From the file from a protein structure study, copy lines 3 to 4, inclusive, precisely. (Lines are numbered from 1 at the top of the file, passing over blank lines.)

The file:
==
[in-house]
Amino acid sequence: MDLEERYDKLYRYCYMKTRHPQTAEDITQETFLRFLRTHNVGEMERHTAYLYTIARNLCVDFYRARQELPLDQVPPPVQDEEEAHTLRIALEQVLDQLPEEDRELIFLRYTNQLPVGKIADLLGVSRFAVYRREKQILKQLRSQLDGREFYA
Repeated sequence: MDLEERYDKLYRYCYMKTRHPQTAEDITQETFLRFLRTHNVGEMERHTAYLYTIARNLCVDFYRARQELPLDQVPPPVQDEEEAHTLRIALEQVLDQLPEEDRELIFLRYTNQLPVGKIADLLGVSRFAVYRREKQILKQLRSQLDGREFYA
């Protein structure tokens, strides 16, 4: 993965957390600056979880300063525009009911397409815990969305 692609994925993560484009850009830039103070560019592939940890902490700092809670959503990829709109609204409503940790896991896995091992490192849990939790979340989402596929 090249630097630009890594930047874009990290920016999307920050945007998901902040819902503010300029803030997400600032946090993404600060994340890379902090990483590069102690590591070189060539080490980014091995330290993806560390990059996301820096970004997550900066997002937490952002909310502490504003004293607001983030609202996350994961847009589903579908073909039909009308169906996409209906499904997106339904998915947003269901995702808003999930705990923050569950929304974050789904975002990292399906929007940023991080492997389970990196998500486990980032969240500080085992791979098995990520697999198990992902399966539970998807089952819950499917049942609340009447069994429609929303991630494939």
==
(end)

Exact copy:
Repeated sequence: MDLEERYDKLYRYCYMKTRHPQTAEDITQETFLRFLRTHNVGEMERHTAYLYTIARNLCVDFYRARQELPLDQVPPPVQDEEEAHTLRIALEQVLDQLPEEDRELIFLRYTNQLPVGKIADLLGVSRFAVYRREKQILKQLRSQLDGREFYA
């Protein structure tokens, strides 16, 4: 993965957390600056979880300063525009009911397409815990969305 692609994925993560484009850009830039103070560019592939940890902490700092809670959503990829709109609204409503940790896991896995091992490192849990939790979340989402596929 090249630097630009890594930047874009990290920016999307920050945007998901902040819902503010300029803030997400600032946090993404600060994340890379902090990483590069102690590591070189060539080490980014091995330290993806560390990059996301820096970004997550900066997002937490952002909310502490504003004293607001983030609202996350994961847009589903579908073909039909009308169906996409209906499904997106339904998915947003269901995702808003999930705990923050569950929304974050789904975002990292399906929007940023991080492997389970990196998500486990980032969240500080085992791979098995990520697999198990992902399966539970998807089952819950499917049942609340009447069994429609929303991630494939």